Navigation Essentials | The Basics You Need To Know - Outdoors Magic

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Navigation Essentials | The Basics You Need To Know

The basics of navigation aren't just about knowing vaguely how to use a compass and read a map...

There are a few must-dos in life; having fish and chips when you go to the seaside, never looking or speaking to anyone on the Tube and speaking loudly and slowly in English when talking to someone who doesn’t speak English, to name but three. There are also givens in the outdoor world too and one of those is to always carry a map and a compass. As the writer of two books on navigation skills for the outdoors, you won’t get me objecting to that of course, but what else should you always consider when it comes to navigation?

Setting Off Right

Over the years, I’ve led guided walks to some of the most iconic walking destinations in the world and count myself to be pretty experienced in the outdoors. So imagine my embarrassment when walking a section of the Appalachian Trail with a group one year. We clambered off our bus at the start and after boots had been laced and rucksack straps tightened, we set off. Five minutes later we were back at the bus after I realised I’d set off in the wrong direction! Come on we’ve all done it.

“My compass, by contrast, has never run out of batteries nor has my map. They work in low light, in foul weather and don’t need rebooting.”

So what could idiot Hawkins have done to prevent being the butt of my group’s jokes for the next few hours? Actually something quite simple; setting my map. If you know nothing about a map and indeed a compass, you will know that the top of the map is north and the red end of your compass needle posts north. Setting you map takes a fraction of a second and involves placing your compass on your map and turning yourself, map and compass around until the red end of the needle points to the top of the map. Simple, quick and effective and guaranteed to prevent you setting off in the wrong direction. During your walk, whenever you stop to refer to the map, repeat the process and again you’ll cut out probably 95% of all your silly navigational errors.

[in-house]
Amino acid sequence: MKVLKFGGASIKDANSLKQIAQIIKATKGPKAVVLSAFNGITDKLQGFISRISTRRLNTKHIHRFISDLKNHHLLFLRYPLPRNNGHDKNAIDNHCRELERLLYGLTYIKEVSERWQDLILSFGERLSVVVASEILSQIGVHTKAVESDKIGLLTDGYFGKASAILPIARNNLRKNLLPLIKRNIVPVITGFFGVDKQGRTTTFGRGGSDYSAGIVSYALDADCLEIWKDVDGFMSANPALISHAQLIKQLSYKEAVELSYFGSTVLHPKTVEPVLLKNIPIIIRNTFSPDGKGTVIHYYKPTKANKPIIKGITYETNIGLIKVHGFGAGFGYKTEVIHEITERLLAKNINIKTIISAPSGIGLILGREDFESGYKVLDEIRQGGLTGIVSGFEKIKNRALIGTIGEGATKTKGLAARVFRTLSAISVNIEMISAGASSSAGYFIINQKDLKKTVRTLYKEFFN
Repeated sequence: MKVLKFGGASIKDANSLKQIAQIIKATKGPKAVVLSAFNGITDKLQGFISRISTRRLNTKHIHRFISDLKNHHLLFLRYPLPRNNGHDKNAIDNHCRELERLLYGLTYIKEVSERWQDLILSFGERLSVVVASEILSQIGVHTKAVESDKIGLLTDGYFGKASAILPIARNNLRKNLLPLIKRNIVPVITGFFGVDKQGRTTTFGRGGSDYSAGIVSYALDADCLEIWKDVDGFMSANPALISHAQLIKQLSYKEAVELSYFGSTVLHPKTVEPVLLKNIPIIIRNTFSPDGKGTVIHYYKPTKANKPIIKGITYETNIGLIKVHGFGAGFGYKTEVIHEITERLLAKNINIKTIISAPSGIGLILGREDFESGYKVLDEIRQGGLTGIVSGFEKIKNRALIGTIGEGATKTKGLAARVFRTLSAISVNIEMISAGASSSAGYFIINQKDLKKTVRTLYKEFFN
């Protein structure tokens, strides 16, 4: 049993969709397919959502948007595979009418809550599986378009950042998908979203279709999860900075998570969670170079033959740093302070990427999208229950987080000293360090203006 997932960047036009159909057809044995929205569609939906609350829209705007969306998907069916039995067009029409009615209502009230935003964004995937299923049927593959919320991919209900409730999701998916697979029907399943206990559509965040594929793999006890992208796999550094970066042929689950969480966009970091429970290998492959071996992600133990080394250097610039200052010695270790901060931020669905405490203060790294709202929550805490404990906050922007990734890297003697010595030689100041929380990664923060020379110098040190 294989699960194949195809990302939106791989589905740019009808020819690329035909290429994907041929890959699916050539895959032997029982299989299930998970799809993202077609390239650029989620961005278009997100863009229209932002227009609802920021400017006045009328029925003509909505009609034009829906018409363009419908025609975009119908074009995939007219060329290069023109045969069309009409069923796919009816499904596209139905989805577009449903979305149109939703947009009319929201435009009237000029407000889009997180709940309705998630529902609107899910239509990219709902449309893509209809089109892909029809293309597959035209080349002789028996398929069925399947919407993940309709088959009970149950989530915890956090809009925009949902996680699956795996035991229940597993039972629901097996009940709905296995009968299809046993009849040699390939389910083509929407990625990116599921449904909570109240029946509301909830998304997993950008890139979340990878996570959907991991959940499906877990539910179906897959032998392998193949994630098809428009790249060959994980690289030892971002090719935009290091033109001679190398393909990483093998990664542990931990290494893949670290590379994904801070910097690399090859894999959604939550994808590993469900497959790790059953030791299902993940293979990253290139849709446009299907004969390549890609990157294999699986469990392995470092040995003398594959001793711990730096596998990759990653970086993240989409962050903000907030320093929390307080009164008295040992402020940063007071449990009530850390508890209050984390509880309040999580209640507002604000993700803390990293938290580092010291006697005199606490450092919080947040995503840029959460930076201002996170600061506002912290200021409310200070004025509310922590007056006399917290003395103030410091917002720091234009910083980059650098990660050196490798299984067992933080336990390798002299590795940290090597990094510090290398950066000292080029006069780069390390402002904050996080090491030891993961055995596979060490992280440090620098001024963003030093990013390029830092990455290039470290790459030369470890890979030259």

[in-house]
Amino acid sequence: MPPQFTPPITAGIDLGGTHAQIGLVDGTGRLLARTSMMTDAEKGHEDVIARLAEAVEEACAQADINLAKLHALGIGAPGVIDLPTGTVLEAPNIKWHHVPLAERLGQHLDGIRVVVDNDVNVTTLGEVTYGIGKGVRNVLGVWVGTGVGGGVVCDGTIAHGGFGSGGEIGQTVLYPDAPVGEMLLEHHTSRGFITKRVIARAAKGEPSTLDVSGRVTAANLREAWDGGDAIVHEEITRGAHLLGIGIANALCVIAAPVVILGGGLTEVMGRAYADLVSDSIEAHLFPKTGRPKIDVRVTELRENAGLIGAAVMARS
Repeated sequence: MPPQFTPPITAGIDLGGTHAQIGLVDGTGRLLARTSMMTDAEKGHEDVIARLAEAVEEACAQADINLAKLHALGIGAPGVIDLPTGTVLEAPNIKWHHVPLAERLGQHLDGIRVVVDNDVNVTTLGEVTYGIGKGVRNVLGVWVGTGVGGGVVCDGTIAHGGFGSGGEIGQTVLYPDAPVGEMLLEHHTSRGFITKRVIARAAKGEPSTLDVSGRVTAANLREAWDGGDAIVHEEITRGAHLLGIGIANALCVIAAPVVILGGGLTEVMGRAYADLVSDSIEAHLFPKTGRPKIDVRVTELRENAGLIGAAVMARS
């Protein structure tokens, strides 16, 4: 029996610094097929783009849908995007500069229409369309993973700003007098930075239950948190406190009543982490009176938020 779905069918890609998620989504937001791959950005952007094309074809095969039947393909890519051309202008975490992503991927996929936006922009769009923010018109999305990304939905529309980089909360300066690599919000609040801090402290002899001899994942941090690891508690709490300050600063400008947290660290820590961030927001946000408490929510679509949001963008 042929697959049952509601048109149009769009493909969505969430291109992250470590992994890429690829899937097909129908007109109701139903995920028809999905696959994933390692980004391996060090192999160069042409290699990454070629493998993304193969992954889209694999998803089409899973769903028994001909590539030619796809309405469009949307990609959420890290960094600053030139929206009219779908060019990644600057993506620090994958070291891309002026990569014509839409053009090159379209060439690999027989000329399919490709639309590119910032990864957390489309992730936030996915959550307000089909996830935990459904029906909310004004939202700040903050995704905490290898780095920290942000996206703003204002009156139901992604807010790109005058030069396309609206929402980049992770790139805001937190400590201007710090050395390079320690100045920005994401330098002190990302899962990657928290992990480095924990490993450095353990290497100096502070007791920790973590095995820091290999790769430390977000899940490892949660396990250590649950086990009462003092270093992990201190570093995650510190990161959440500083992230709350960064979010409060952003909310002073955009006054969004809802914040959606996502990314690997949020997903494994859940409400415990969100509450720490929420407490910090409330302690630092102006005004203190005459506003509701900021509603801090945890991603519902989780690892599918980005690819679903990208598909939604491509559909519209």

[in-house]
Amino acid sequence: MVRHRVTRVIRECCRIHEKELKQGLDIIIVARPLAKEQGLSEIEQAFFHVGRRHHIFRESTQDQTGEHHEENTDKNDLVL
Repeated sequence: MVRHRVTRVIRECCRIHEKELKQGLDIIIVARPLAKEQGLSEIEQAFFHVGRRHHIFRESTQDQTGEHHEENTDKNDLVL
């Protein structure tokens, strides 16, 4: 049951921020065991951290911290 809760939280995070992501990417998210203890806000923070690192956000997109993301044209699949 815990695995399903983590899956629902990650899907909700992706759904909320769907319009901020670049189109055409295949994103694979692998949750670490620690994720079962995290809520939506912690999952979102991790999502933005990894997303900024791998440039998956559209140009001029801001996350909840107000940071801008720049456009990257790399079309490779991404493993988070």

When Doubt Creeps In Stop

Getting lost is an interesting process; I recommend it sometime (under supervision of course)! Over the years, I have helped many a person get themselves lost. I love the exercise and it is a valuable one for the navigator, allowing them to evaluate what they were thinking, feeling and doing as they became lost. The one thing in common I see from the majority is the almost blind assumption that the place they’re looking for must be nearly there. That search takes over rational thought and things like the distance or time they’ve been walking become irrelevant. “It must be just round the next corner!”


When a whiteout strikes, compass can be the difference between life and death. Credit: blyjak

The art of the good navigator is to keep a section of your brain always attuned to time and distance.  Work out how long a section will take (or how far it is) and if you’ve travelled that distance then your destination can’t be just round the corner, or the next one or the next one.